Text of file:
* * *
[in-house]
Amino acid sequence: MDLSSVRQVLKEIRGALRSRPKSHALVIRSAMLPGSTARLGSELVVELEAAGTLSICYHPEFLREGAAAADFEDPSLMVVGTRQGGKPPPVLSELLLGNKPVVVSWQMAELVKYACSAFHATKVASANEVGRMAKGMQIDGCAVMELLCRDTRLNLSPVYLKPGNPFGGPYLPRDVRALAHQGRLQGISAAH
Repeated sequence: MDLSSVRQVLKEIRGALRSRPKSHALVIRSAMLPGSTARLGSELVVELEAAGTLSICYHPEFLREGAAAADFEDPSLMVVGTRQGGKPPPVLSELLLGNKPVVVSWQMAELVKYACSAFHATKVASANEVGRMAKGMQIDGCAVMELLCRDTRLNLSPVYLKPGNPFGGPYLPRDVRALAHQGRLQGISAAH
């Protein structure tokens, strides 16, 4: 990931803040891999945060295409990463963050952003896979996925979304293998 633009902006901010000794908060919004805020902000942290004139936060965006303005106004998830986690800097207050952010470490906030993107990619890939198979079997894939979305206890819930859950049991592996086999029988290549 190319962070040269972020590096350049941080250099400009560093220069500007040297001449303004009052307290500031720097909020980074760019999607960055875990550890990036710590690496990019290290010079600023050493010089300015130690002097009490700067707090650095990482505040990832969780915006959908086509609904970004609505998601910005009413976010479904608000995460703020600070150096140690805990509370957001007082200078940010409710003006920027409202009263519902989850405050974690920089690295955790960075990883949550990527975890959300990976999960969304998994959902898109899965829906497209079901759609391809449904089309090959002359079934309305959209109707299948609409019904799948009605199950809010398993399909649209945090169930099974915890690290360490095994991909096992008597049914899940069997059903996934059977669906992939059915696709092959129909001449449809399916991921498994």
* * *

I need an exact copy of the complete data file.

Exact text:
[in-house]
Amino acid sequence: MDLSSVRQVLKEIRGALRSRPKSHALVIRSAMLPGSTARLGSELVVELEAAGTLSICYHPEFLREGAAAADFEDPSLMVVGTRQGGKPPPVLSELLLGNKPVVVSWQMAELVKYACSAFHATKVASANEVGRMAKGMQIDGCAVMELLCRDTRLNLSPVYLKPGNPFGGPYLPRDVRALAHQGRLQGISAAH
Repeated sequence: MDLSSVRQVLKEIRGALRSRPKSHALVIRSAMLPGSTARLGSELVVELEAAGTLSICYHPEFLREGAAAADFEDPSLMVVGTRQGGKPPPVLSELLLGNKPVVVSWQMAELVKYACSAFHATKVASANEVGRMAKGMQIDGCAVMELLCRDTRLNLSPVYLKPGNPFGGPYLPRDVRALAHQGRLQGISAAH
């Protein structure tokens, strides 16, 4: 990931803040891999945060295409990463963050952003896979996925979304293998 633009902006901010000794908060919004805020902000942290004139936060965006303005106004998830986690800097207050952010470490906030993107990619890939198979079997894939979305206890819930859950049991592996086999029988290549 190319962070040269972020590096350049941080250099400009560093220069500007040297001449303004009052307290500031720097909020980074760019999607960055875990550890990036710590690496990019290290010079600023050493010089300015130690002097009490700067707090650095990482505040990832969780915006959908086509609904970004609505998601910005009413976010479904608000995460703020600070150096140690805990509370957001007082200078940010409710003006920027409202009263519902989850405050974690920089690295955790960075990883949550990527975890959300990976999960969304998994959902898109899965829906497209079901759609391809449904089309090959002359079934309305959209109707299948609409019904799948009605199950809010398993399909649209945090169930099974915890690290360490095994991909096992008597049914899940069997059903996934059977669906992939059915696709092959129909001449449809399916991921498994």